Viktor Komac, an eighth-grade teacher from Ohio, attended a professional meeting at which the speaker mentioned that American children have few strategies for dealing with public conflicts. Having noticed that his own students had precisely this difficulty, he decided to begin the year by underlining the controversial nature of history and helping students develop skills in conflict management. He began by asking each student to bring in newspaper articles regarding current local, national, or world conflicts. He arranged a large bulletin board with four columns: Conflict, Perspectives, Resolutions, Changes. After students categorized the conflicts they had identified, Viktor asked them to read over the articles and see if they could identify at least two sides to each conflict. Next, students cut out letters to the editor, editorials, and articles representing these perspectives. Small groups formed around each of the conflicts. Their first task was to see if their textbook could provide any background information. The group investigating the conflict over altering an antidiscrimination law, for instance, found a section of their textbook on the Civil Rights movement useful. Another group discussing cutting funding for the arts found information on the establishment of governmental agencies such as the NEA and NEH useful. For the most part, however, their textbooks had little or nothing on their topics. Instead, they had to rely on other sources, especially newspapers and periodicals.
Viktor knew that as his students tried to juggle different sources, they would need help in keeping track of their work. Over the last several years, he had adapted several techniques to help students keep track of different perspectives on controversial issues. Figure 10.1 shows a discussion web used by a group studying the operation of a nearby nuclear power plant. In this instance, the plant had already been built, and the controversy was over its operation, not its construction. As a result, students could go back to old newspapers to find out how the decision to build the plant had been made and what arguments were originally made against its construction. They could then compare current operation with the claims made for the plant in the past.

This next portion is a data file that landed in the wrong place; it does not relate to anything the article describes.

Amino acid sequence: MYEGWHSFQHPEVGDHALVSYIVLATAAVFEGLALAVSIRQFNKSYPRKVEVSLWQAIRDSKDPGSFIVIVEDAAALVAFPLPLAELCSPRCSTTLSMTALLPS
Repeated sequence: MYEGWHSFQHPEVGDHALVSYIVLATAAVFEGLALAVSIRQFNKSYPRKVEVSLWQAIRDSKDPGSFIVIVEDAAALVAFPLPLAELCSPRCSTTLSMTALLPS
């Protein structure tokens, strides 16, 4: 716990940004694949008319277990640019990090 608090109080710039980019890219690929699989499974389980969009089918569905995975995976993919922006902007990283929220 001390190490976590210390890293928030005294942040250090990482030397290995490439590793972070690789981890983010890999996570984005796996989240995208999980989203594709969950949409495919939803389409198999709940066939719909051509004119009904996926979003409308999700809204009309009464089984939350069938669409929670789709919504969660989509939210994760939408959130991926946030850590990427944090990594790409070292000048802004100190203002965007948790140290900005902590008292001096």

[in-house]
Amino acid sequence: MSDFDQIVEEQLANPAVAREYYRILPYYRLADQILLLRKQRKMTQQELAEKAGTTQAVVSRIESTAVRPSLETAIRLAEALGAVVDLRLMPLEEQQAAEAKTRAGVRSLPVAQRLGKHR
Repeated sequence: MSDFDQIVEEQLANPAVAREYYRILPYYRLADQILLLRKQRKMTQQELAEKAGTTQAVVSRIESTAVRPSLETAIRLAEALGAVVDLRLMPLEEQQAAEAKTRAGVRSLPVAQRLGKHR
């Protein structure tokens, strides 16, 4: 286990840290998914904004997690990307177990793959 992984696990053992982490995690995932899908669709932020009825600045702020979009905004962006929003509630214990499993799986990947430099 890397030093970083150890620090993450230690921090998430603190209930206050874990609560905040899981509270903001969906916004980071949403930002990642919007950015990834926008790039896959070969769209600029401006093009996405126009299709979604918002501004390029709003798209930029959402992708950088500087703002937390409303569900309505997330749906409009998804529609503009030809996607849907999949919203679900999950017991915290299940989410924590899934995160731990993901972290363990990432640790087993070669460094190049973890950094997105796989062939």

Viktor also asked each group to fill out two other forms to help students think about the historical significance of current conflicts. On a page headed "What Caused This?", students first identified a conflict and then wrote their best research-based guesses on what they thought caused the conflict. Another page headed "What Might This Mean?" asked students to explain what might be different tomorrow as a result of a current conflict. These two forms required that students infer both historical causes and possible current effects. Later, they compared these hypotheses against actual outcomes
|Cheaper, cleaner, power||Danger of accidents|
|Provide new jobs||Jobs are hazardous|
|Safer than mining||Too close to schools and houses|
|Will have safety features||Lower value of homes|
|Saves natural resources||No safe way to get rid of waste|
|With Nuclear Power||Without Nuclear Power|
|1. All the "pro" things happen||1. We continue to use current sources until they are all used up|
|2. Cincinnati becomes like Chernoble||2. Fuel costs keep rising because resources are scarce|
|3. Nuclear waste pollutes ground water||3. Scientists fund a safer power source, before resources run out|
|4. Other power companies go out of business or sell for less|
|FIG. 10.1. Conflict: Should the nuclear power plant be operated?|
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Publication information: Book title: Doing History:Investigating with Children in Elementary and Middle Schools. Edition: 2nd. Contributors: Linda S. Levstik - Author, Keith C. Barton - Author. Publisher: Lawrence Erlbaum Associates. Place of publication: Mahwah, NJ. Publication year: 2001. Page number: 123.